DUI checkpoints are a way for police officers to enforce DUI laws against drinking and driving. Most states allow DUI checkpoints with only a few states making the sobriety stations illegal under state DUI law. In Florida DUI checkpoints are legal and are used by the police on a regular basis.
During a DUI checkpoint, police officers stop every vehicle or a predetermined number of drivers to examine drivers for signs of impairment. These checkpoints help raise public awareness about the dangers of driving under the influence of alcohol or drugs and to arrest people who they believe are impaired while driving. DUI checkpoints are scheduled on weekends or holidays when most people are on the roads and likely to drink.
Although DUI checkpoints help with DUI enforcement, these stations have caused controversy in many states because of the questionable constitutionality and DUI arrest rates.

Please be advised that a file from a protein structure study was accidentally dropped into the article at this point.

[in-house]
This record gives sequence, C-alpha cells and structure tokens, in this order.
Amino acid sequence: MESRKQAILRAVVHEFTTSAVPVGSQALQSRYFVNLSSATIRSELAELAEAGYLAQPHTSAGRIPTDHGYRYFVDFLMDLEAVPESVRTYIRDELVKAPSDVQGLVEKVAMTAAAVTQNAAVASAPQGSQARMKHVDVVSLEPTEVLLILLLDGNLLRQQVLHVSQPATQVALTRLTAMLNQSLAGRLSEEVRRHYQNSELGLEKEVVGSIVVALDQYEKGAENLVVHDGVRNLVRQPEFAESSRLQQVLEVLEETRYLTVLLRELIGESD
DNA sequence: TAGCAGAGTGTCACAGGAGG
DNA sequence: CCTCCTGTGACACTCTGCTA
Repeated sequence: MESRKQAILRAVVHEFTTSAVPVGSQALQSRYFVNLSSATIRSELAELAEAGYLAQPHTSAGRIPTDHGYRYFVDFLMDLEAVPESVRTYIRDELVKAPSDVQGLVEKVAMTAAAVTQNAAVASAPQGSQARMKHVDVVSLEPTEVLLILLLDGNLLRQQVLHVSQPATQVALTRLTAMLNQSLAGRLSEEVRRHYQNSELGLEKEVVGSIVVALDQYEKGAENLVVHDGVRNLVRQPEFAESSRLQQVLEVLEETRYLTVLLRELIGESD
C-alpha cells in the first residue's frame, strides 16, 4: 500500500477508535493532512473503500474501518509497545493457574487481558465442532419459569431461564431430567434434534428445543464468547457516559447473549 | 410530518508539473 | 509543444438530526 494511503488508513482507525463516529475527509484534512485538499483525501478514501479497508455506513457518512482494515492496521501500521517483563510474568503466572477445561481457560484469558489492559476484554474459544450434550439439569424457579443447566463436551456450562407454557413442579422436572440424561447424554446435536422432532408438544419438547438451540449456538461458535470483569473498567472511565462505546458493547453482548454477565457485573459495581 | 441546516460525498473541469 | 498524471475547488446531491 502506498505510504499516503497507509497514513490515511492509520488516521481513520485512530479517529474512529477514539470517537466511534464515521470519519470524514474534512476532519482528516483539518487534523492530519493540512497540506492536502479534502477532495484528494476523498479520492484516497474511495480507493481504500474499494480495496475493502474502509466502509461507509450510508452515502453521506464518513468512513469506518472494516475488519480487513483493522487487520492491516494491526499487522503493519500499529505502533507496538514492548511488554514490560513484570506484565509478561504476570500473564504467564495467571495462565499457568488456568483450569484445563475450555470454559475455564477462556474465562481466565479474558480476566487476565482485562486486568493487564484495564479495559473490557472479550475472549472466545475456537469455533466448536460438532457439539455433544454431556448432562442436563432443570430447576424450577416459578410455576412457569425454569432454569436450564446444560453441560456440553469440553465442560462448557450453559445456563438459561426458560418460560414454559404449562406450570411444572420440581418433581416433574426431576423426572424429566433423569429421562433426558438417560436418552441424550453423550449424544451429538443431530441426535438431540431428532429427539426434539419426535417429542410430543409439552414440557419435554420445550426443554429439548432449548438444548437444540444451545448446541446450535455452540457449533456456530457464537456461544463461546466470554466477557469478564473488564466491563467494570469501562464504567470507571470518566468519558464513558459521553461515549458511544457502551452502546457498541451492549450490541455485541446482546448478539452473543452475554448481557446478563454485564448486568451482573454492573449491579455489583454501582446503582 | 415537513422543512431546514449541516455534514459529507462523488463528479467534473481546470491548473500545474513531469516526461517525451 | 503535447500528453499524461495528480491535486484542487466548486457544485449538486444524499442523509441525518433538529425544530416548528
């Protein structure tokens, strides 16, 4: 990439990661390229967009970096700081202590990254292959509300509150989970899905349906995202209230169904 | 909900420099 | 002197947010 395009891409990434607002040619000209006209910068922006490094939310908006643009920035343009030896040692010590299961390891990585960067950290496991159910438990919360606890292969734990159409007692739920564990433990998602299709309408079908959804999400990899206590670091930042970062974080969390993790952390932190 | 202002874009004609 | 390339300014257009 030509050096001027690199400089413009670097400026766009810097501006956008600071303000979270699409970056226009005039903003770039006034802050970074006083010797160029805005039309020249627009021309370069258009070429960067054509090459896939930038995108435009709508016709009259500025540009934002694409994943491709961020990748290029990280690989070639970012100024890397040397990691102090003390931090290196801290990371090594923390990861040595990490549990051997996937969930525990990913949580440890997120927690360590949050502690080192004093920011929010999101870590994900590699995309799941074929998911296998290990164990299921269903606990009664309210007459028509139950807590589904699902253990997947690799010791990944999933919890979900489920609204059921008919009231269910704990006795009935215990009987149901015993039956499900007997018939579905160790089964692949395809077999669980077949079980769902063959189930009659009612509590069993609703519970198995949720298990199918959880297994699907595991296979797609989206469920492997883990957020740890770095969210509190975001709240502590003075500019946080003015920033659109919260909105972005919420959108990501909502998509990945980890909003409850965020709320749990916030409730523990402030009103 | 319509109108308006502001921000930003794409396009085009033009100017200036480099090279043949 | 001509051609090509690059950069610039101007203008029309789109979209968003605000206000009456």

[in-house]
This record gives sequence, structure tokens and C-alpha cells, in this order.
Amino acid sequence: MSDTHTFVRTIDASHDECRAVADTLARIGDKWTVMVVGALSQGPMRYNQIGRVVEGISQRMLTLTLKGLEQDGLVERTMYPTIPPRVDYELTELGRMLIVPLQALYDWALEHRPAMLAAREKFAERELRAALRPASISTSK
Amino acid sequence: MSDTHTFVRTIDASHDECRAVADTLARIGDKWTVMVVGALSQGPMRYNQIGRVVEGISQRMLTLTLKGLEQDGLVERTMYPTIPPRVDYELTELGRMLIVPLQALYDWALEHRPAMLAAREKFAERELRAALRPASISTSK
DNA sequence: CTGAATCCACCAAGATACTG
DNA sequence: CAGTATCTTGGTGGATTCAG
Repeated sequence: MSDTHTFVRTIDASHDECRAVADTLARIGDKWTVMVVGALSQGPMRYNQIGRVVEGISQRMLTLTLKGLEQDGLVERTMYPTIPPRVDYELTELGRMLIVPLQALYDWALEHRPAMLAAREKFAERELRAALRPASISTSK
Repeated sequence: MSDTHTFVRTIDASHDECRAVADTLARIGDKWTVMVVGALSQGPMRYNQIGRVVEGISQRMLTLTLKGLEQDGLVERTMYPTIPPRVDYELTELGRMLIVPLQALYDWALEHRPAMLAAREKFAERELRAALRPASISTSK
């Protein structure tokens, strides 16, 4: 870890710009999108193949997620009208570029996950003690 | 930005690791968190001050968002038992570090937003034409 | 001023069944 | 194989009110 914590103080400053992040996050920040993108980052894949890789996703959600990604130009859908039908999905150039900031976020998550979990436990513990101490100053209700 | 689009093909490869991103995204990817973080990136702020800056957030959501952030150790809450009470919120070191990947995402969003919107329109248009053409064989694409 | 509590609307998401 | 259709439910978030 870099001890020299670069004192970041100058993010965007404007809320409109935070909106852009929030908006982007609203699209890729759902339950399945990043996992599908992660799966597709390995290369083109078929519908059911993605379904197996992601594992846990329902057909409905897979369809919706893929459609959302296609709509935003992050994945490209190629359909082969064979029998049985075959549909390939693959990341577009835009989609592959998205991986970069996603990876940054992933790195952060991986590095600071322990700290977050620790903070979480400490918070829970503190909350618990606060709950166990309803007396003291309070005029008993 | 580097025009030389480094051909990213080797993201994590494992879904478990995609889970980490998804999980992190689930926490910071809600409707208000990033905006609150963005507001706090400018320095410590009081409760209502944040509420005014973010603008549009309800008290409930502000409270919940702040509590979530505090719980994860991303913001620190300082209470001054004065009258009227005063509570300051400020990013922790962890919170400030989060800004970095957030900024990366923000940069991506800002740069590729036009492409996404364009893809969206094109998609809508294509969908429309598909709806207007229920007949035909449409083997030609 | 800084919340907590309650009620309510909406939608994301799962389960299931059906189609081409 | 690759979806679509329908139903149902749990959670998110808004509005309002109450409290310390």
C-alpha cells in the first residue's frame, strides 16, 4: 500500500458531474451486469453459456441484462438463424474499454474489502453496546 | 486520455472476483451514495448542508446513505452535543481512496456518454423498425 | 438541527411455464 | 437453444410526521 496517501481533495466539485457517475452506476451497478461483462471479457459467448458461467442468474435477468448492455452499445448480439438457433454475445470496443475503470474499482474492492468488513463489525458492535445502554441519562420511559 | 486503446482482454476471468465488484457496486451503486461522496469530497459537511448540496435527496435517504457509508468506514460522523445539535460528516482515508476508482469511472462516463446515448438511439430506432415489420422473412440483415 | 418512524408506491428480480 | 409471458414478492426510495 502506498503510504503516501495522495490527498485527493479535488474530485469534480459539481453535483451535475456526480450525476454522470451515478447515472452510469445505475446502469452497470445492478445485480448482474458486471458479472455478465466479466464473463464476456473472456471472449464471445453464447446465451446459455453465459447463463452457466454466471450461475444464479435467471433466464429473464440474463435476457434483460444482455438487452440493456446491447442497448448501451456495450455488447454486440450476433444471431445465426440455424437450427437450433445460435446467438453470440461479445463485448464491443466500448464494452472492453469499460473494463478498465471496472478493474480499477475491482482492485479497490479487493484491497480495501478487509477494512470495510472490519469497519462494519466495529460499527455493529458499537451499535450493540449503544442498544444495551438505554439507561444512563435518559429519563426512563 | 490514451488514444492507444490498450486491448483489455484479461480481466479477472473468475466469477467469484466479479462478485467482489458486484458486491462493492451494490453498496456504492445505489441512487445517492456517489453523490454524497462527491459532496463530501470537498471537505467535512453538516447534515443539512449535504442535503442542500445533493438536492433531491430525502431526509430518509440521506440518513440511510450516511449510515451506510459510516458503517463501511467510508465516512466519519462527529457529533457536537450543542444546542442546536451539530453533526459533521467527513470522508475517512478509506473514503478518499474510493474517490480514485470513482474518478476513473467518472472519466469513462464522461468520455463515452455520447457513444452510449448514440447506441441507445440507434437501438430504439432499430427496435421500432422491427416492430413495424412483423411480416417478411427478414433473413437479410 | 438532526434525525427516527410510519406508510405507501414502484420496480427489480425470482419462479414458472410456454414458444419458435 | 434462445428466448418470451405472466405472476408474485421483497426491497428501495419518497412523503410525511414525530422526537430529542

DUI Checkpoint Challenges
Challenges to DUI checkpoints have cited the Fourth Amendment’s protection against searches and seizures that occur without probable cause, to support the argument that DUI checkpoints are unconstitutional.
In 1990, the Supreme Court ruled that the infringement of Fourth Amendment rights caused by DUI checkpoints is overshadowed by the potential public benefit of getting dangerous, impaired drivers off the road. The court added that DUI checkpoints must follow certain guidelines to be legal:
Decisions must be made by supervisors, not arresting officers
Vehicles must be stopped only according to a predetermined formula
Public and officer safety are most important
Locations must be selected by policymakers, based on drunk driving statistics
Duration must be limited by concerns of effectiveness and intrusiveness
Clearly visible warning lights and signs must be displayed telling drivers
Drivers must be detained for the minimum amount of time possible
Advance publication of the place and time is required to increase its deterrent effect and minimize intrusiveness arrest was constitutional.